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Archive for the ‘Large Cap Funds’ Category

The-Beginner_s-Guide-to-Index-Investing

According to SPIVA India Year End Report 2017, S&P BSE 100 climbed 33.3% whilst S&P BSE MidCap rose by 49.9% for the calendar year 2017. Stellar returns! Question is, did your actively managed mutual fund do the same? As per the SPIVA report, 59.38% of large cap funds under performed their benchmark, whereas 72.09% of mid/small cap funds under performed their benchmarks.

We have started to notice a trend in Indian Equities where the actively managed funds are in the nascent stages of showing continuous under performance viz a viz their respective benchmarks. Even with a three-year time line, 53% of large cap funds have under performed whilst a whopping 80% of mid/small cap funds have under performed their benchmarks!

These data points certainly raise the question of whether passive managed investment strategies should be seriously considered now. Are funds and ETFs which passively just track a particular index the next big thing?

Two major reasons to consider a passive investment option into equity are

  1. Returns especially over long investment horizons and for those who wish to nullify fund manager bias; and
  2. Lower Costs

1

As you may notice, Index Funds/ETF’s can provide sufficient returns over long terms, though they are yet not on the same level as the top performing actively managed equity funds.

2

This is where passive managed strategies truly out do actively managed funds i.e. significantly lower costs.

Besides the above mentioned points, passively managed investments also provide added benefits such as (1) reducing fund manager bias, (2) a diversification strategy that can allow for less volatility, (3) passive funds are more favourable treated from a tax perspective when compared debt instruments.

One recent event that puts passive funds in a more positive light is the recent SEBI notification and the mutual fund recategorization. Due to the clear-cut guidelines for large cap funds i.e. can only invest into stock 1-100 as per market cap, it is likely that fund managers will find it increasingly difficult to generate favourable alpha considering the high costs associated with these funds. Therefore index funds that capture the Sensex or Nifty may find significant favor moving forward as an alternate to large cap funds.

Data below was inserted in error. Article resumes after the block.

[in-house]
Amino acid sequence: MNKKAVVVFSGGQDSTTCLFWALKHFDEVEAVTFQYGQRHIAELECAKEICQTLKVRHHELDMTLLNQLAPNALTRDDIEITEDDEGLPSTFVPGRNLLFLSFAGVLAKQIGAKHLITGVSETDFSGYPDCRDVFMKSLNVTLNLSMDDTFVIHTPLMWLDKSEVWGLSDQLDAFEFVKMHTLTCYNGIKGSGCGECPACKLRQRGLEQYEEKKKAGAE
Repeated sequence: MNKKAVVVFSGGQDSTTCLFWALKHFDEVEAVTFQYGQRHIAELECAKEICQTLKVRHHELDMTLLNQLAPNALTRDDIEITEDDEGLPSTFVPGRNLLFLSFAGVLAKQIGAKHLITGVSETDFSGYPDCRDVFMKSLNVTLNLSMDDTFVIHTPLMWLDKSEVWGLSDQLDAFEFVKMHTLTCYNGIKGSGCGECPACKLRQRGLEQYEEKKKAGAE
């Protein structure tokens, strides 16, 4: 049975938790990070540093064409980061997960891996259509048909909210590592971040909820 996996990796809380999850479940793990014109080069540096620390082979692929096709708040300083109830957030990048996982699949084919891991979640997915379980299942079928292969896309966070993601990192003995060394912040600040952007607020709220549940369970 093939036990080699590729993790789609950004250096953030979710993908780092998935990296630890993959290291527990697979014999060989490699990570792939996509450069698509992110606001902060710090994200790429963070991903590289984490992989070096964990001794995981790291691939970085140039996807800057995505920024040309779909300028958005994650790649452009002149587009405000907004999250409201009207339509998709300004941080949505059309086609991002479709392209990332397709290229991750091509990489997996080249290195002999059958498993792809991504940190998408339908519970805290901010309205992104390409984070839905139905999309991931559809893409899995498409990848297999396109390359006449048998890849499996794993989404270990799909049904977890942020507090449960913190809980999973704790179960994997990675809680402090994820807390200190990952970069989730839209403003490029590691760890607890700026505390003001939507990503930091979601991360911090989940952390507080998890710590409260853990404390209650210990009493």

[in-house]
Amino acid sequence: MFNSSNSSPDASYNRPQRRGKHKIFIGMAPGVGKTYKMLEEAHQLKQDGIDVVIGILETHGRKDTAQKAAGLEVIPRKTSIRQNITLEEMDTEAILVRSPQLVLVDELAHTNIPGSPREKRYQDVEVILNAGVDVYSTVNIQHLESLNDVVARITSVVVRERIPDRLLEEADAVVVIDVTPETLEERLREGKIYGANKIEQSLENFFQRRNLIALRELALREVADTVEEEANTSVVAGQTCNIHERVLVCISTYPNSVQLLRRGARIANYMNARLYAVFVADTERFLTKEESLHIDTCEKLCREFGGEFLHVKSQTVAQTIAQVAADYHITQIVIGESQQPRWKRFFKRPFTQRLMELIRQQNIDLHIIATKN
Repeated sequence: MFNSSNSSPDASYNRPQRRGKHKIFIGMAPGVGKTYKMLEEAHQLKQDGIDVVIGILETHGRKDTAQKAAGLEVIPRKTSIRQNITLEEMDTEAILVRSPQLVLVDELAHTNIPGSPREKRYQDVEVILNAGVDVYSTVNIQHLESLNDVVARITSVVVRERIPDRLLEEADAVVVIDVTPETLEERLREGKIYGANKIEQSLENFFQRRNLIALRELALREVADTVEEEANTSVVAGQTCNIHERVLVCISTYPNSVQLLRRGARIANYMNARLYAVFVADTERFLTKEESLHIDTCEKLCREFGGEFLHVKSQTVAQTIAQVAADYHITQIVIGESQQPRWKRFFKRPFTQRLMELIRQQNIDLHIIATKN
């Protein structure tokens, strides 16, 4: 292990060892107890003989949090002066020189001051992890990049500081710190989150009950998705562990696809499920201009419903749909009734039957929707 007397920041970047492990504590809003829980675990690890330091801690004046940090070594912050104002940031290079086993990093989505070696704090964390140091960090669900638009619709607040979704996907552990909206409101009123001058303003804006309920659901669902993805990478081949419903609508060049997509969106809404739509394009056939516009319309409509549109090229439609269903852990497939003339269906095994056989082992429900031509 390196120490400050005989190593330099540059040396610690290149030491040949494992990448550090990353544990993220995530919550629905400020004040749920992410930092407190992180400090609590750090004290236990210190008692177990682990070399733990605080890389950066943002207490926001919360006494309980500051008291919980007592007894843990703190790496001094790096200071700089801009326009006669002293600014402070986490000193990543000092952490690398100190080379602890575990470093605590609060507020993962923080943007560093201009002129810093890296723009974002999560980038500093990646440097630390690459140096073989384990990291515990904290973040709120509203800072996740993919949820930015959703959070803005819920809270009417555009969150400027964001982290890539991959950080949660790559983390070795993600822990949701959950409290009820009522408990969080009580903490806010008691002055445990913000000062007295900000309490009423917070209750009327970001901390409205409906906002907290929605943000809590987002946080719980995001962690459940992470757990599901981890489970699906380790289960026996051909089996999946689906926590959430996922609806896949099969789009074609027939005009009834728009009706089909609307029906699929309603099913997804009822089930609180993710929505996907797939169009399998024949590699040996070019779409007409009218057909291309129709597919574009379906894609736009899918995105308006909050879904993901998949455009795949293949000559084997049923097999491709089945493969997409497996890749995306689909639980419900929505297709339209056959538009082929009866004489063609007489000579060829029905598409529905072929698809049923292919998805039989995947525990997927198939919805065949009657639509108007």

However, they are certain limitations to Index Funds/ETFs in India, such as:

  1. Fewer options: They are not a ton of options available for the investor in the Index Funds/ETF space. Therefore one requires to do thorough research before choosing which instrument to select.
  2. Onus still on Active Managed Funds: The top quartile of actively managed equity funds, which also have most of the assets under management, continue to currently outperform their respective indices in certain time horizons, despite their higher costs. And this trend will not vanish over night.
  3. Inefficient Markets: Unlike Western Countries, where efficient markets negate the need for active management, the Indian Equity Market is still somewhat far from that state. Hence opportunities continue to remain which can be exploited by experienced fund managers/investors.
  4. Liquidity and Tracking Error: For ETFs, liquidity has been a major concern. Retail investors are often forced to hold onto their investments even when they would wish to redeem the same.

Furthermore, how well the fund/ETF tracks the relative index needs to be assessed. A lower tracking error would justify the inclusion of that instrument into your portfolio.

3

What should you do?

At Plan Ahead Wealth Advisors, we feel as an investor it is crucial to introduce passively managed instruments into your portfolio at this juncture. While the debate of active v/s passive will go on, it feels certain to us that a blend of strategies is the need of the hour. What instruments you choose and the allocation of them in your portfolio depends on your risk profile as well as your investment objectives and return expectations.